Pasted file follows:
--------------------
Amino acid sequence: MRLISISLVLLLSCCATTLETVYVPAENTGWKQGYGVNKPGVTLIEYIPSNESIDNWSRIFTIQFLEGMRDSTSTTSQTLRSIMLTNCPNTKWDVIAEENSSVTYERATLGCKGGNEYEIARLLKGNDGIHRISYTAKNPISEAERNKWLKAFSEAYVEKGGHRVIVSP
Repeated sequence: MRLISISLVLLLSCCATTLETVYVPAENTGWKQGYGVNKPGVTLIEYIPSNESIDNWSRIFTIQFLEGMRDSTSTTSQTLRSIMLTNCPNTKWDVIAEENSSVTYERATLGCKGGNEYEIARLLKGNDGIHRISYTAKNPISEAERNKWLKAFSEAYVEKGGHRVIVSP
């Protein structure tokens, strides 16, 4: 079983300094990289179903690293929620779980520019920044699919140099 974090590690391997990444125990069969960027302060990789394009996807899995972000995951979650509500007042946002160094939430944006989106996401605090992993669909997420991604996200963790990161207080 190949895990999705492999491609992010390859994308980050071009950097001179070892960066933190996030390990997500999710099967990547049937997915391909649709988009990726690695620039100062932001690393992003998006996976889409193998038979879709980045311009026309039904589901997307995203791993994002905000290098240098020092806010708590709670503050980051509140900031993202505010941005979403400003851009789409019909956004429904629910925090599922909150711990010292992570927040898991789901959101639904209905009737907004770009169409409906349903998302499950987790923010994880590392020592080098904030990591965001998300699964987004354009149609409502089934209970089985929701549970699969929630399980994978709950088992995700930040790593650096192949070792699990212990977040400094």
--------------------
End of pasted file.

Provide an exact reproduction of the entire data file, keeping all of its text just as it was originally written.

Amino acid sequence: MRLISISLVLLLSCCATTLETVYVPAENTGWKQGYGVNKPGVTLIEYIPSNESIDNWSRIFTIQFLEGMRDSTSTTSQTLRSIMLTNCPNTKWDVIAEENSSVTYERATLGCKGGNEYEIARLLKGNDGIHRISYTAKNPISEAERNKWLKAFSEAYVEKGGHRVIVSP
Repeated sequence: MRLISISLVLLLSCCATTLETVYVPAENTGWKQGYGVNKPGVTLIEYIPSNESIDNWSRIFTIQFLEGMRDSTSTTSQTLRSIMLTNCPNTKWDVIAEENSSVTYERATLGCKGGNEYEIARLLKGNDGIHRISYTAKNPISEAERNKWLKAFSEAYVEKGGHRVIVSP
């Protein structure tokens, strides 16, 4: 079983300094990289179903690293929620779980520019920044699919140099 974090590690391997990444125990069969960027302060990789394009996807899995972000995951979650509500007042946002160094939430944006989106996401605090992993669909997420991604996200963790990161207080 190949895990999705492999491609992010390859994308980050071009950097001179070892960066933190996030390990997500999710099967990547049937997915391909649709988009990726690695620039100062932001690393992003998006996976889409193998038979879709980045311009026309039904589901997307995203791993994002905000290098240098020092806010708590709670503050980051509140900031993202505010941005979403400003851009789409019909956004429904629910925090599922909150711990010292992570927040898991789901959101639904209905009737907004770009169409409906349903998302499950987790923010994880590392020592080098904030990591965001998300699964987004354009149609409502089934209970089985929701549970699969929630399980994978709950088992995700930040790593650096192949070792699990212990977040400094």